CardiAQ Valve Technologies said it’s closed a $37.3 million equity round led by OrbiMed Advisors and plans to use the cash to fund feasibility and CE Mark clinical trials for its transcatheter mitral valve implant.
"The dynamic nature of the mitral anatomy, combined with the challenges of percutaneous access, make true transcatheter mitral valve implantation 1 of the most technically demanding device development endeavors of my career," CEO Rob Michiels said in prepared remarks.
The Irvine, Calif.-based medical device company originally disclosed $32.5 million of the round in early November.
Other investors in the round included Versant Ventures, Advent Life Sciences and existing backers, according to a press release. The round also includes conversion of a 2011 bridge financing. OrbiMed’s Dr. David Bonita and Vince Burgess joined CardiAQ Valve’s board as part of the deal.
"We have made significant progress in the development of our core technologies as well as in our clinical program," founder, chairman & chief medical officer Dr. Arshad Quadr added. "This additional capital from very substantial venture funds will enable us to continue our strategy of leadership in the development of transcatheter mitral valve implantation systems."
Earlier this year the Irvine, Calif.-based company notched an important milestone with the 1st-in-human use of its non-surgical percutaneous mitral heart valve prosthetic, which took place at the The Heart Centre in Copenhagen, Denmark.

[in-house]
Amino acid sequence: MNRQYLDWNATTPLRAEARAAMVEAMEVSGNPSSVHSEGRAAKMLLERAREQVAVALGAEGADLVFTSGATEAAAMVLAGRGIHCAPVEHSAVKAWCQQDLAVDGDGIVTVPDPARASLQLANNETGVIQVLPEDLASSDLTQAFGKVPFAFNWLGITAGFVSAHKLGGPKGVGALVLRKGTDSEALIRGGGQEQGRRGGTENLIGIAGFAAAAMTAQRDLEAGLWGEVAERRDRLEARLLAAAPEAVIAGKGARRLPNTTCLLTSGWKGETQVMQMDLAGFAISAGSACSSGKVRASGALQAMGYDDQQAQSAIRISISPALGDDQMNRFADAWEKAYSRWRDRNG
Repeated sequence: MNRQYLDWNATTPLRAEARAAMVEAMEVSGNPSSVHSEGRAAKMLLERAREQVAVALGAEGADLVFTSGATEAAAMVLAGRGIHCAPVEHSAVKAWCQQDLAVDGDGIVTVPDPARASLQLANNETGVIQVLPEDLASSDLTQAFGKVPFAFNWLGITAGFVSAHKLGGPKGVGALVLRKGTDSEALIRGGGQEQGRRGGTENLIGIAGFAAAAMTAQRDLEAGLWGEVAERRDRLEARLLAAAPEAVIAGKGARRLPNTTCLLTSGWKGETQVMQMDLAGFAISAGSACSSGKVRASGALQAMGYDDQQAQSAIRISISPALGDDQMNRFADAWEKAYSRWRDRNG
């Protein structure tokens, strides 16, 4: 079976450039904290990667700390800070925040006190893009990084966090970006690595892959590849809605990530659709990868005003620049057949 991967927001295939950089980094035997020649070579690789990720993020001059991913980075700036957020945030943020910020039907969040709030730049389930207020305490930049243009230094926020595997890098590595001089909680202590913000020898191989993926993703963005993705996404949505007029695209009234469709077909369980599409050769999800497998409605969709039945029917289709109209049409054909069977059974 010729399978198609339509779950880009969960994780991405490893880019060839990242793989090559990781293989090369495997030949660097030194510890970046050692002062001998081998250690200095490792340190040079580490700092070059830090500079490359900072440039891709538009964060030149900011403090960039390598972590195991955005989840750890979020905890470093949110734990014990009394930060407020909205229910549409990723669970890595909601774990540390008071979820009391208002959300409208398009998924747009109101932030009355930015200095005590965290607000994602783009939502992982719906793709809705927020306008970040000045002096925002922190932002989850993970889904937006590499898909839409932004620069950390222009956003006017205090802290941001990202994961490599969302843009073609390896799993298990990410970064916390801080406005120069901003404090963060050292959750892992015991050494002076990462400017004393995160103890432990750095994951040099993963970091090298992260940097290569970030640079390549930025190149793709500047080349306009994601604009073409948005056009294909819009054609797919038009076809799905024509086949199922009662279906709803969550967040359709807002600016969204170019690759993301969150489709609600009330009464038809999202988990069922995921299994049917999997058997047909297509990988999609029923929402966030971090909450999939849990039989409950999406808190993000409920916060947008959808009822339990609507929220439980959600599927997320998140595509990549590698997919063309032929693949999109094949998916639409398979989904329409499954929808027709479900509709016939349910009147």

"Our TMVI system is designed to make nonsurgical mitral heart valve replacement a future alternative to open-heart surgical replacement and repair," Michiels said at that time. "CardiAQ is currently the only transcatheter-transvessel implantation approach to treating MR. While several companies have been trying to perfect a percutaneous approach to repair the mitral valve, we believe that such technologies will have a very difficult time demonstrating sufficient efficacy in treating such a heterogeneous disease."
The CardiAQ valve is not a mitral valve repair technique, but is designed specifically for replacement or implantation, Michiels added. The company views replacement as the best means of eliminating regurgitation while offering a simple procedure and offering the widest applicability across patients and disease variation.
"CardiAQ’s nonsurgical valve implantation approach is designed to become a disruptive technology with a much broader application," Michiels said in prepared remarks.